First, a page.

High Notes, Vol 19 No 6, March 09 2018

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From the Principal

High Talent

In the first GPS swimming long course competition at SOPAC, Patrick Yi (8F) swum courageously for High with many great results: first places in 12-14 years 50m backstroke & 200m backstroke; second places in 12-14 years 50m breaststroke & 200m butterfly and a third place in 12-14 years 200m freestyle. Great effort, Patrick! Other place winners were: Ike Matsuoka (9M) 2nd places in 15-16 200m butterfly and backstroke; Jaden Yi (7T) 2nd in 13 years 50m breaststroke; David Goh (11R) 2nd in the 17+years 200m breaststroke; and Adam Feng (12S) second in the 18+ 50m backstroke. Congratulations to all our GPS swimmers.

Early bird response

Thank you to the 667 families who paid all the invoices on their ledger in full by 28 February and received a discount on the package. More than 55% of families have chosen to support the school early in the year.

International Women’s Day

In what has now become a regular feature of our school calendar, 8 March was celebrated as International Women’s Day, with a school assembly and a guest speaker. The purpose is to raise awareness amongst our boys about issues still facing women in their quest for equality. My speech to the assembly is reprinted below:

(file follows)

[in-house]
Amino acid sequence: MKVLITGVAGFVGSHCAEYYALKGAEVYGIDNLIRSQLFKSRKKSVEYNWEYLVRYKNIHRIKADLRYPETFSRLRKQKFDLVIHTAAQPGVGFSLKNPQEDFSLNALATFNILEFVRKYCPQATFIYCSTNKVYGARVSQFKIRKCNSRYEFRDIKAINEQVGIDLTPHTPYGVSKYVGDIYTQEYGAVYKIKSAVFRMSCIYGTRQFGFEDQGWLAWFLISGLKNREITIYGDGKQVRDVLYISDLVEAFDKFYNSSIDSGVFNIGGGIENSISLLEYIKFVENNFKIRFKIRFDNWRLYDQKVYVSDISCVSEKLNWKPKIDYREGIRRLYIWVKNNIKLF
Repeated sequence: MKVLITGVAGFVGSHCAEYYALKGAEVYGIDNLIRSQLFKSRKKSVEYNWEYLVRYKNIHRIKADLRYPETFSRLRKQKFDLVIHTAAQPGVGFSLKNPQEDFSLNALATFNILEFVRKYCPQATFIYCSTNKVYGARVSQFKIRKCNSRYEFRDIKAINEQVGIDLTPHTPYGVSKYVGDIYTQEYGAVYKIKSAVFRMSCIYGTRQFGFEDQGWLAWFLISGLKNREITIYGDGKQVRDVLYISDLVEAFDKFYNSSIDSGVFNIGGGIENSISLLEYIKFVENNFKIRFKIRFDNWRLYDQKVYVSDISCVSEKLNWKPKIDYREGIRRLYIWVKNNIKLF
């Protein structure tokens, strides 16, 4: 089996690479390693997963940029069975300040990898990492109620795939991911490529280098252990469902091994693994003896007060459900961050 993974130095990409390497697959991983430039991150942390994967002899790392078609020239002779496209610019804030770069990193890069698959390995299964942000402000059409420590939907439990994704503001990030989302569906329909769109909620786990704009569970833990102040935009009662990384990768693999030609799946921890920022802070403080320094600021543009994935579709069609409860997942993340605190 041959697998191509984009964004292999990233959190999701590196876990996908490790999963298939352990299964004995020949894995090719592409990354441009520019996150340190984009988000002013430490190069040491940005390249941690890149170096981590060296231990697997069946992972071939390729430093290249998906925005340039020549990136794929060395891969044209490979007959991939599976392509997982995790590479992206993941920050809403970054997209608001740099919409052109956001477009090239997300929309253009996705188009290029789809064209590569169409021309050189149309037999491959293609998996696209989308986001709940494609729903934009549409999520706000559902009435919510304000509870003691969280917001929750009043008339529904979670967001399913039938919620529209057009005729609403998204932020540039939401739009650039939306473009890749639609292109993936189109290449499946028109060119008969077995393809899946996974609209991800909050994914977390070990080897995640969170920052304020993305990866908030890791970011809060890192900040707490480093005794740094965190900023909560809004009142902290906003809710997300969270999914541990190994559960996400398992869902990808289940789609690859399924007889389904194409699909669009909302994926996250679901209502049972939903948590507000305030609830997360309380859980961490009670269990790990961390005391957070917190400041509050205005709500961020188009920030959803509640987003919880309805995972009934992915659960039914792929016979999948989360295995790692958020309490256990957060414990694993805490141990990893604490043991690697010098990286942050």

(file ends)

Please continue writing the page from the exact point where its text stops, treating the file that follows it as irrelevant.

"Special guest Emma Alberici, staff and students, welcome to our assembly to acknowledge International Women’s Day. The historical philosophy of International Women’s Day, celebrated on March 8 each year, rests on two pillars – the campaign for gender equality and the celebration of the achievements of women. This year’s theme is ‘Leave No Woman behind’. This theme, like the title of the supposedly reformist US legislation, ‘No Child Left Behind’, is both aspirational and focused. It is a cry for women to be given a seat at the table when decisions affecting them as members of society are being made. It also focuses on inclusivity and the need for policy to apply to everyone. The theme, like its military equivalent for soldiers, emphasises the solidarity and commitment of the International Women’s Movement. In respect to the celebration of achievements of women, this year we have much to celebrate as a society in our progress towards equality. Australia is leading the world in women’s teams sport by fighting for better wages and conditions for female athletes.